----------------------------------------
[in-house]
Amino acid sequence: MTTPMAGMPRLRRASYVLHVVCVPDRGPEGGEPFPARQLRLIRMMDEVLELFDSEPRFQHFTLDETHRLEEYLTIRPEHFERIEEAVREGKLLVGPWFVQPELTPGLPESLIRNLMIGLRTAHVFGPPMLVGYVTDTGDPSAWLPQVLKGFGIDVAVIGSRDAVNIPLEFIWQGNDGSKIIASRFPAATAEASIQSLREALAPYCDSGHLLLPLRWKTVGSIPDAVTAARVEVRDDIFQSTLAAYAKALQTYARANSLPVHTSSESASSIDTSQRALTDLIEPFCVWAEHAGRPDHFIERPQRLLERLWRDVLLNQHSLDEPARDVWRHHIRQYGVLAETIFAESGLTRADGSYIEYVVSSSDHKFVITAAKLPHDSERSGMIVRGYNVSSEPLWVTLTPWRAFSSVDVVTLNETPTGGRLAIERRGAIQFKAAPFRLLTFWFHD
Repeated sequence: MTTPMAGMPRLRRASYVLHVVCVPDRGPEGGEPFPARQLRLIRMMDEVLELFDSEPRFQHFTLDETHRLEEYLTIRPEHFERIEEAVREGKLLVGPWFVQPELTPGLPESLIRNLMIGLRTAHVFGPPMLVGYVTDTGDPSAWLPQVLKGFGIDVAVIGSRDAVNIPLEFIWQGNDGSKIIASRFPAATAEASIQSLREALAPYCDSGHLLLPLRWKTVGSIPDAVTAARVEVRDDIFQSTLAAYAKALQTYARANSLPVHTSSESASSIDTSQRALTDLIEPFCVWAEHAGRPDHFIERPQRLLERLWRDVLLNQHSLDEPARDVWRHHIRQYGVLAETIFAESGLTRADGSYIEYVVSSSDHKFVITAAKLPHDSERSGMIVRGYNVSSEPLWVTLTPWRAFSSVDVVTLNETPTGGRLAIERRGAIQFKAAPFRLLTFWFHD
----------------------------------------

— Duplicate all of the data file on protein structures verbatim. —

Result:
[in-house]
Amino acid sequence: MTTPMAGMPRLRRASYVLHVVCVPDRGPEGGEPFPARQLRLIRMMDEVLELFDSEPRFQHFTLDETHRLEEYLTIRPEHFERIEEAVREGKLLVGPWFVQPELTPGLPESLIRNLMIGLRTAHVFGPPMLVGYVTDTGDPSAWLPQVLKGFGIDVAVIGSRDAVNIPLEFIWQGNDGSKIIASRFPAATAEASIQSLREALAPYCDSGHLLLPLRWKTVGSIPDAVTAARVEVRDDIFQSTLAAYAKALQTYARANSLPVHTSSESASSIDTSQRALTDLIEPFCVWAEHAGRPDHFIERPQRLLERLWRDVLLNQHSLDEPARDVWRHHIRQYGVLAETIFAESGLTRADGSYIEYVVSSSDHKFVITAAKLPHDSERSGMIVRGYNVSSEPLWVTLTPWRAFSSVDVVTLNETPTGGRLAIERRGAIQFKAAPFRLLTFWFHD
Repeated sequence: MTTPMAGMPRLRRASYVLHVVCVPDRGPEGGEPFPARQLRLIRMMDEVLELFDSEPRFQHFTLDETHRLEEYLTIRPEHFERIEEAVREGKLLVGPWFVQPELTPGLPESLIRNLMIGLRTAHVFGPPMLVGYVTDTGDPSAWLPQVLKGFGIDVAVIGSRDAVNIPLEFIWQGNDGSKIIASRFPAATAEASIQSLREALAPYCDSGHLLLPLRWKTVGSIPDAVTAARVEVRDDIFQSTLAAYAKALQTYARANSLPVHTSSESASSIDTSQRALTDLIEPFCVWAEHAGRPDHFIERPQRLLERLWRDVLLNQHSLDEPARDVWRHHIRQYGVLAETIFAESGLTRADGSYIEYVVSSSDHKFVITAAKLPHDSERSGMIVRGYNVSSEPLWVTLTPWRAFSSVDVVTLNETPTGGRLAIERRGAIQFKAAPFRLLTFWFHD